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Should same-sex couples have the right to marry?

For more than a decade the question of whether same-sex couples should have the right to marry has divided Americans, setting off a sharp debate about the purpose of marriage and the claims of equality. Supporters of same-sex marriage say that gay and lesbian couples should be treated the same as heterosexual couples as a matter of fairness. Those who oppose same-sex unions say that giving gay couples the right to marry will weaken an institution that is essential to a stable society.

 

Should a year of national service be required for all Americans?

Citizenship is a team sport, uniting private individuals in the public life of their country. But what does citizenship require of us? What responsibilities do we have to the team? Supporters of mandatory national service say that it is integral to citizenship, fosters a sense of mutual responsibility and creates opportunities for millions of committed young people to serve their communities. Others say that requiring it of all Americans would be coercive and undermine the spirit of volunteerism.

 

Should a clean and healthy environment be a constitutional right?

Environmental concerns—and legislation to address them—are nothing new. From President Theodore Roosevelt’s conservation efforts to President Barack Obama’s policies for addressing global climate change, environmental issues have been at the forefront of presidential policy. Proponents of an environmental amendment to the Constitution say it would have great symbolic value and lead to stronger environmental protection laws. Opponents say the Constitution already gives Congress the power it needs and that an amendment could divert resources from other social goods like a strong economy, quality healthcare, and a good education.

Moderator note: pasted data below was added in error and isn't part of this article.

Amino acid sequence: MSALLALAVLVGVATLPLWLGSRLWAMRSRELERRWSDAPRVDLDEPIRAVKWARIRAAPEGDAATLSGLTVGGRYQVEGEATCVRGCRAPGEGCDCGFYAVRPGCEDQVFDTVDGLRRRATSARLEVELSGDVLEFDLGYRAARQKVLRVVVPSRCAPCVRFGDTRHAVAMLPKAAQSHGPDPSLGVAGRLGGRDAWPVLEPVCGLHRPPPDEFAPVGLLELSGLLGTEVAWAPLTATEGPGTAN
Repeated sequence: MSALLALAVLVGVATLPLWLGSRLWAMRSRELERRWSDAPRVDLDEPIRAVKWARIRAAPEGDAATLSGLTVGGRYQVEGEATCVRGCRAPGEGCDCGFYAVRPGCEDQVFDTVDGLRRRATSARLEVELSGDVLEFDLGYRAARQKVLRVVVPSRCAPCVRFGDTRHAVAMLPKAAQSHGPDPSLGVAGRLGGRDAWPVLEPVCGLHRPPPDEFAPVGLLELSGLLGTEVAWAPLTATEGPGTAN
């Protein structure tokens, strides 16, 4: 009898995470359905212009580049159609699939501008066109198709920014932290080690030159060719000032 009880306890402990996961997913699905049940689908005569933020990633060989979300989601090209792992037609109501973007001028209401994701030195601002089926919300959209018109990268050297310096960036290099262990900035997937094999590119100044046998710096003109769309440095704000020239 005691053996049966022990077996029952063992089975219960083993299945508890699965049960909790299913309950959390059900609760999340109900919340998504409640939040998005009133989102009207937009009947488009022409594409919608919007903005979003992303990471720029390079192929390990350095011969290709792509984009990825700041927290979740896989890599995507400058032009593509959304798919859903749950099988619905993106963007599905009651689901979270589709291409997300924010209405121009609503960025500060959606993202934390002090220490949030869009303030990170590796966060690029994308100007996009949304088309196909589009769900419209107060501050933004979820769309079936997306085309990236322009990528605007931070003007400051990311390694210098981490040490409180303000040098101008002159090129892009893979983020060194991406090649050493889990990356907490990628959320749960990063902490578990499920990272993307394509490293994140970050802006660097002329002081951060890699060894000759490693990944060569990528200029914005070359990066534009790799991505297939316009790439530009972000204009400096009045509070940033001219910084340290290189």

Should the United States reduce immigration?

From the time of America’s founding, immigration has been crucial to the nation’s growth, as well as a periodic source of conflict. Recent debate over immigration has polarized the nation, sparking rallies and marches, prompting congressional hearings, presidential initiatives and proposed legislation to reform what is widely considered an ineffective U.S. immigration system. Supporters of lenient immigration reform say vast numbers of undocumented immigrants are law-abiding, hardworking people who make the country stronger and more economically prosperous by paying taxes and taking undesirable, low-income jobs. Those who favor reduced immigration say that a large proportion of recent immigrants are low-skilled workers who take away jobs from U.S. citizens and overwhelm government agencies that provide education, public assistance and medical care.